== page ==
It's been quite a year in 2014. YTD, the Dow Jones Industrial (DJI) is up 13.10%, NASDAQ Composite (IXIC) up 15.09%, and S&P 500 up 8.82%. The healthcare sector lead the way during 2014, up 20.42% YTD, while technology, real estate, and utilities also experienced great returns. On the flip side, the energy sector slugged to a decrease of 6.98%. If it wasn't for an absolute crash of oil prices the last four months, we might have seen green across all sectors for the year. In this article, I want to go back and review each of my articles' performance and discuss if any major news since publications change my initial opinion.
In my first article, I stated: "Blue Nile (NASDAQ: NILE) has a great opportunity to rebound and grow 20% to 40% within six months." The article was published on July 22nd, and close at $26.28. It currently is trading at $36.90, which is a 40.41% return since publication date. Their sales in Q3 grew slightly, up 6.91% compared to 2013 Q3 sales, but didn't blow anyone away with their Q3 report. No major insider transactions have occurred that would affect my opinion. My opinion going forward: take profits at $40/share if it reaches that price before Q4 results are released in early February. I want to see how the holidays affected Q4 sales before adding a longer-term opinion.
Next up is Cigna (NYSE: CI). I mentioned in the original article: "I do foresee a pullback, whether right after earnings or within the next month." When the article was published on 7/24, Cigna was trading at $96.75. Earnings were reported on 7/31 and, one week later, closed at $88.75, an $8 drop or -8.27% decrease. I also stated: "If the price drops back below $80/share, I will reconsider buying back into a position." It never lowered enough for me to feel comfortable buying back in, but sure wish it had. It's currently trading at $104.12, up 18.71% from the 6-month low. Cigna had 21 insider sales in the last six months and zero purchases. I'm still slightly bearish on Cigna, mainly due to healthcare leading all sectors this year, plus the PPS up 37.65% from its 52-week low. However, the 2-year chart looks great, with resistance levels often becoming the new support.
I published my article on Under Armour (NYSE: UA) on July 28th. I wrote my article right after Q2 earnings were released, when the stock was trading at $69.63. Since publication, Under Armour saw a high of $72.69, but a low of $61.64. Trading of Under Armour fluctuated between $66 and $71 during those five months. Under Armour crushed earnings when they released Q3 numbers back on September 30th. Gross profit was up 32.89%, compared to Q3 of 2013. They have almost surpassed the total 2013 gross profit in their first three quarters of 2014, so they will once again produce higher annual gross profit totals and have a shot to continue to grow annual net income as well. Third quarter net revenues increased 30%, 3Q footwear net revenues increased 50%, they raised 2014 net revenue outlook by roughly 30% and raised operating income outlook by 31%. The stock is currently around the same price it was originally, however, in the original article, my time horizon wasn't a six month exit strategy. I saw, and still see, Under Armour as a long-term play, and continuing to be a force in the sports apparel industry.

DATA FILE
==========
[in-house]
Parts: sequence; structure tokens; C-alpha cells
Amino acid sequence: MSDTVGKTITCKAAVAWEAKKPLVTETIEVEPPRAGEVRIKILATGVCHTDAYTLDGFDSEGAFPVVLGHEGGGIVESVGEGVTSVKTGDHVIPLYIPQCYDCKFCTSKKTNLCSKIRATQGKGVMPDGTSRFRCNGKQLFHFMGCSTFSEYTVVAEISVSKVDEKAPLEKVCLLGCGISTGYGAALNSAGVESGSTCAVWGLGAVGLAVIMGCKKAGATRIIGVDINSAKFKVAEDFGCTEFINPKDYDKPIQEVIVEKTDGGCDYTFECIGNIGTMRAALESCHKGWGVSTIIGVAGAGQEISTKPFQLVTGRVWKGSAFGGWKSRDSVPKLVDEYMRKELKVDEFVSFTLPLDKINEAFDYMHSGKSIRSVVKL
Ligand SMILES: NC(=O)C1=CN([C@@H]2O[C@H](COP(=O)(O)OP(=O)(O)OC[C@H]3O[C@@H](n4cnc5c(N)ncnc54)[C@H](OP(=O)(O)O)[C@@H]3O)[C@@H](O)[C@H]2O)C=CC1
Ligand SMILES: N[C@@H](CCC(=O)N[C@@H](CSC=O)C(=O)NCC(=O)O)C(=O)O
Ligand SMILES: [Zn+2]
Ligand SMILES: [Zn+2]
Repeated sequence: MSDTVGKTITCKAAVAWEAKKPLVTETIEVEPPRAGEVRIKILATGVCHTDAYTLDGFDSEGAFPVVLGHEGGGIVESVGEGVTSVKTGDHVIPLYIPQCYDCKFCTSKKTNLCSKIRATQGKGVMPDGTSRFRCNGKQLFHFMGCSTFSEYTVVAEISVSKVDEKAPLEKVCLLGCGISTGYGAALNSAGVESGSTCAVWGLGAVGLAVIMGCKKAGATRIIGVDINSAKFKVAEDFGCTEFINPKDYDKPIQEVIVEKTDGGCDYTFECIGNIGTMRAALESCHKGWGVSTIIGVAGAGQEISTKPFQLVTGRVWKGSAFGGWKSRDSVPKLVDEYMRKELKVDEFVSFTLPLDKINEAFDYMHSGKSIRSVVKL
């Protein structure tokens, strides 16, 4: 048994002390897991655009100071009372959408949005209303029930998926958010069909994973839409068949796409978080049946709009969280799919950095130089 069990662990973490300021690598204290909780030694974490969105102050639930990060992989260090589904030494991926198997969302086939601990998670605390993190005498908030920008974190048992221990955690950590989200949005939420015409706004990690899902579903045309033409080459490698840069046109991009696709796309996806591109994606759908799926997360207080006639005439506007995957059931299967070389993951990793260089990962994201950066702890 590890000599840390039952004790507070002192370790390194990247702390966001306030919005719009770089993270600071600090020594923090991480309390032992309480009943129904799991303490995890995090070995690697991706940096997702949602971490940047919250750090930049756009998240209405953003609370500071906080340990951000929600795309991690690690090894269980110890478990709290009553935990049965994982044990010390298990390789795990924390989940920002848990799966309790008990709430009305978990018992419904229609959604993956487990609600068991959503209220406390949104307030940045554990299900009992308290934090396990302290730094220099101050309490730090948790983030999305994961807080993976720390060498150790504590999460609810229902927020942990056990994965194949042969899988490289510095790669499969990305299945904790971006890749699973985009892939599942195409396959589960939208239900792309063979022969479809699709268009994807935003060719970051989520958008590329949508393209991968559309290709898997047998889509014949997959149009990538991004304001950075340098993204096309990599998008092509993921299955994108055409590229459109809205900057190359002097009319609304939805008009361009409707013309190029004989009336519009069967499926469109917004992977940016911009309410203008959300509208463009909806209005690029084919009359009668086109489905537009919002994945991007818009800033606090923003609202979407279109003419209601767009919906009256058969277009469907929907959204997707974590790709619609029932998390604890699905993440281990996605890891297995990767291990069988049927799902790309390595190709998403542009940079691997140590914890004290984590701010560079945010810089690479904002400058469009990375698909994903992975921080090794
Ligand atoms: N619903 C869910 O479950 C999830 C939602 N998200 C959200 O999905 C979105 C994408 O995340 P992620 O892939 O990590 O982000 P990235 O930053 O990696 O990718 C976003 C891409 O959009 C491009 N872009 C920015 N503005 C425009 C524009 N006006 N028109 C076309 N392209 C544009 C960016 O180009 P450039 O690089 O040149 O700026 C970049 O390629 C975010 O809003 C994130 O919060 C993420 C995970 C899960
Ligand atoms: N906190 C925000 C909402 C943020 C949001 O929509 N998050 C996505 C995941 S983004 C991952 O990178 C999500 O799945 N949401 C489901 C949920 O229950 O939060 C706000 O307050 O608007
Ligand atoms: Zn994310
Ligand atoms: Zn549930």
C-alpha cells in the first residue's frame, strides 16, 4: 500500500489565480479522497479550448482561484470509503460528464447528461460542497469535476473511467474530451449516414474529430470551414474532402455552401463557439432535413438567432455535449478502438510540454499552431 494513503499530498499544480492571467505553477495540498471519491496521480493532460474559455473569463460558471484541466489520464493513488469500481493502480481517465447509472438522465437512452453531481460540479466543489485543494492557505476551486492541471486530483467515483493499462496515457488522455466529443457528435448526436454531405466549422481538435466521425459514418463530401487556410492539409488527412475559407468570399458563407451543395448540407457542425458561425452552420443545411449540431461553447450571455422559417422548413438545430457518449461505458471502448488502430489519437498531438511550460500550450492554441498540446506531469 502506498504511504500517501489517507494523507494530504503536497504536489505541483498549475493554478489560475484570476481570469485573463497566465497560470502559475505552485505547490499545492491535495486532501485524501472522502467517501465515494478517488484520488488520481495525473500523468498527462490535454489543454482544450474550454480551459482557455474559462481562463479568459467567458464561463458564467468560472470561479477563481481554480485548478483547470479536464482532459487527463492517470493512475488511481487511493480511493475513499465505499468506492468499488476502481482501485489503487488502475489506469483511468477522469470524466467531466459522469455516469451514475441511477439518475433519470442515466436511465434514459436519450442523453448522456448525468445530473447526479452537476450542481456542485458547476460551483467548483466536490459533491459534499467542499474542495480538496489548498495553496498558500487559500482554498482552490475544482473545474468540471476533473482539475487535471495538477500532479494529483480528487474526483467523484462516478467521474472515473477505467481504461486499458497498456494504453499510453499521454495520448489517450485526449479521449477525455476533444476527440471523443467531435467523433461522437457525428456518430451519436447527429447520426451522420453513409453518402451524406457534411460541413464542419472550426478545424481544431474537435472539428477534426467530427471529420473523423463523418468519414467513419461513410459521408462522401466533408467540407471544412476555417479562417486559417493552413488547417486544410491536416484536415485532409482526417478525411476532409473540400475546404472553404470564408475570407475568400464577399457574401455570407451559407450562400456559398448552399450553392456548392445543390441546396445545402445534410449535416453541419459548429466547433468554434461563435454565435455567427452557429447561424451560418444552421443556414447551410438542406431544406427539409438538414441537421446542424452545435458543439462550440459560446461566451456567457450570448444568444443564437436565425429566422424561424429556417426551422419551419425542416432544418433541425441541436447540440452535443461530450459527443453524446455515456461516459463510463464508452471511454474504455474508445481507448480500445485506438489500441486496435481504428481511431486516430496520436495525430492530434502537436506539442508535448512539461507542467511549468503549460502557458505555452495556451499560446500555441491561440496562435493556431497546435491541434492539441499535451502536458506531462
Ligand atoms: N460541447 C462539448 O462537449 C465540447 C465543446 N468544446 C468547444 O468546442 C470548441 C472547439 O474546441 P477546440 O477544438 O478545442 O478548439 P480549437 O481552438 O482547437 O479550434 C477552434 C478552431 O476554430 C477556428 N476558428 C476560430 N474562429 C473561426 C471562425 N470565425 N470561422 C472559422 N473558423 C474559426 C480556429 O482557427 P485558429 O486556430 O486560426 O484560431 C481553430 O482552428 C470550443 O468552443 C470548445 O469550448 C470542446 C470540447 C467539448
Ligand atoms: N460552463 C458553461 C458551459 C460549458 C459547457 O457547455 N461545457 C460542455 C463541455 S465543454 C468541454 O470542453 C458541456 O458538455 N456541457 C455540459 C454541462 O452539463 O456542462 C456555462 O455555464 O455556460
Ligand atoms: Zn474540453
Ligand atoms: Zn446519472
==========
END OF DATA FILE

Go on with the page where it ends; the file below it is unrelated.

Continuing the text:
My fourth article was on Amazon (NASDAQ: AMZN). I wrote the original article after shares tanked roughly 10% after poor Q2 financials, when the stock was trading at $307.06. It has seen some pretty wild price swings during the last five months. It reached $346.38 almost a month after my article was published, but then slowly trickled down to $287.06. When Amazon released their Q3 report back in October, shares dropped roughly 8% post-earnings release. It has since rebounded, but investors might have been onto something concerning the longer-term horizon. Gross profit was higher from same quarter last year, however, operating income and net income took a shot in the foot, as Amazon lost ($437 million) in net income for Q3. There's going to be a point when Amazon cannot keep up with their growth rate, especially with Alibaba (NYSE:BABA) starting to take over China's marketplace. I initially thought their phone, the Amazon Fire, would at least add some value to the company when I stated: "I cannot see this smartphone making a big splash in the smart phone industry, but it doesn't need to be a homerun to add value to Amazon." I was right on one part: the Fire not making a splash. The phone experienced almost embarrassing sales, and as I see it, was a fail and added no value to the company. This is two straight quarters Amazon has seen a loss, so my initial positive outlook for Amazon has changed into a state of unknown.